We Wish You A Merry New Year!

Wow, what a year it has been!

Katya and I started the year off in Victoria, British Columbia and ended it in Guelph, Ontario. In that time we lived in Edmonton, Alberta for several months, drove 5,000 km across Canada, changed jobs, got thrown out on the street by a psychopath and started a new blog!

I always tie New Year's into Christmas in my mind, being part of the same season. However, the way the season is celebrated in Russia is much more logical despite being so much less traditional. In Russia in times past, the Bolsheviks deemed that Christmas was too steeped in religion to be celebrated by the masses. Because Lenin and his gang of Marxist thugs believed they knew what was best for everybody else, they banned Christmas.**

**Note: The Russian Orthodox Church uses the Julian calendar to mark the year, which is 15 days ahead of the Gregorian calendar used by everyone else. As such December 25 in the Julian calendar is January 7 in the the Gregorian. The Bolsheviks moved Russia to the Gregorian calendar at the same time they banned Christmas.


The toiling masses, however, still needed some sort of celebration and Lenin, Trotsky & Co. recognized this, so they fabricated a whole holiday celebration centered around the New Year. They exchanged "Christmas Trees" for "New Year's Trees" and "Christmas Carols" with "New Year's Songs". Dyet Moroz (Grandfather Frost), the Russian Santa Claus, now came to drop off gifts on New Year's Eve. Families were now to gather and eat a big supper and open gifts on New Year's Eve. Lenin's mistake, however, was that he didn't throw traditional New Year's celebrations out the window and as such heavy drinking and partying and making out and fireworks melded into the imported Christmas celebrations, making a Russian New Year's Eve the single greatest party anywhere in the world!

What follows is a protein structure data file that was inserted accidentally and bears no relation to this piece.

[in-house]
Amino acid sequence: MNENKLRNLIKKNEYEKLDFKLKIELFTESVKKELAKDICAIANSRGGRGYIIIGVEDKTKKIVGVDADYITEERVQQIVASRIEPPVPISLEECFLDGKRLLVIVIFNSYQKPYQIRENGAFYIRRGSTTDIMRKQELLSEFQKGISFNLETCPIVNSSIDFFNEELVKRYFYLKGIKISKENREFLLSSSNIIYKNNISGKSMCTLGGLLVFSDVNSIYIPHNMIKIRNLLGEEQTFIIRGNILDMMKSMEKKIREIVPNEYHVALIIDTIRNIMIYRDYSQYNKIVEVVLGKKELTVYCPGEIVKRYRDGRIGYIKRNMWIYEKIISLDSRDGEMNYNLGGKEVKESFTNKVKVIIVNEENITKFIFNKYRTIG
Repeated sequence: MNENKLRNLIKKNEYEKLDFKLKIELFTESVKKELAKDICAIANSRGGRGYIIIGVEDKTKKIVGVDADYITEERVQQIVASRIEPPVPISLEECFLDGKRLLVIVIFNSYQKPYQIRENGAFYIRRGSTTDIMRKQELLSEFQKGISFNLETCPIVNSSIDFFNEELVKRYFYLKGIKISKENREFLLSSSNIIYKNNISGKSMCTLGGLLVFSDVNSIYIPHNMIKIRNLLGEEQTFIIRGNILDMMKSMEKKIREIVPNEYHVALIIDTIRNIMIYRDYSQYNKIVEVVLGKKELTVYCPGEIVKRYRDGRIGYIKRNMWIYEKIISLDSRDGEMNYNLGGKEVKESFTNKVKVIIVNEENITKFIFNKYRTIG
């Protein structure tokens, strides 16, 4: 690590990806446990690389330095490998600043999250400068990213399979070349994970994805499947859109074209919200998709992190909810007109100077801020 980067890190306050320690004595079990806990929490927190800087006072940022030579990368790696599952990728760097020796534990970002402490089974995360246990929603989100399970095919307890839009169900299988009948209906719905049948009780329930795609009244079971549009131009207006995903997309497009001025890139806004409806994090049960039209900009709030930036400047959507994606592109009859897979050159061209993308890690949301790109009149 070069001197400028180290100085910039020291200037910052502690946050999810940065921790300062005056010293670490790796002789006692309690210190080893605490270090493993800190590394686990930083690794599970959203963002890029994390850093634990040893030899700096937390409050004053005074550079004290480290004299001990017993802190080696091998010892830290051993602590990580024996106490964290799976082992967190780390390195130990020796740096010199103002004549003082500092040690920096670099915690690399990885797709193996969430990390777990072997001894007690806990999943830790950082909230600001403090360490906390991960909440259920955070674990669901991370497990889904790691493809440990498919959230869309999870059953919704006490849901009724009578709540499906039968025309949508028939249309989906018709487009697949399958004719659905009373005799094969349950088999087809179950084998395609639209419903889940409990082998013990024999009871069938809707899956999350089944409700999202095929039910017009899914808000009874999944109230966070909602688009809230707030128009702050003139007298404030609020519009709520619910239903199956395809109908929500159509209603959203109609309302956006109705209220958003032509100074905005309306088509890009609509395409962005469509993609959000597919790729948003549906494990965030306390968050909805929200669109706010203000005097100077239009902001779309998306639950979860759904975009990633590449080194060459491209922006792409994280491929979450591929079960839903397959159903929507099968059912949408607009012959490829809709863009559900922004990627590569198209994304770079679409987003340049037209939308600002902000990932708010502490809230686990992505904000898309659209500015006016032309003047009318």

As I wrote in "Mission to Moscow", my first Russian New Year's was one of the best I've ever had. All in all I celebrated three New Year's in Russia. My second involved a four-day trip to ancient Suzdal to view the thousand-year-old monasteries, convents and quaint, colourful little snow-capped houses and spend some time in a true Russian winter wonderland. My third time I spent with Katya's mother and grandmother.

Christmas this year in Canada was wonderful; family and turkey and gifts and snow, but New Year's will be a low-key affair and not much different from any other night aside from a celebratory glass of something, a kiss at midnight and then probably sleep. If this were Russia, then tonight would be an all-out extravaganza, fusing that wonderful Christmas with family with an additional New Year's Eve blowout!

I can never forgive Lenin or Stalin or any of those murdering communists for the carnage they wrought on innocent people, but I can agree that from a celebratory point of view, merging Christmas with New Year's just makes sense!

With that said, С Новым годом! (Happy New Year!)


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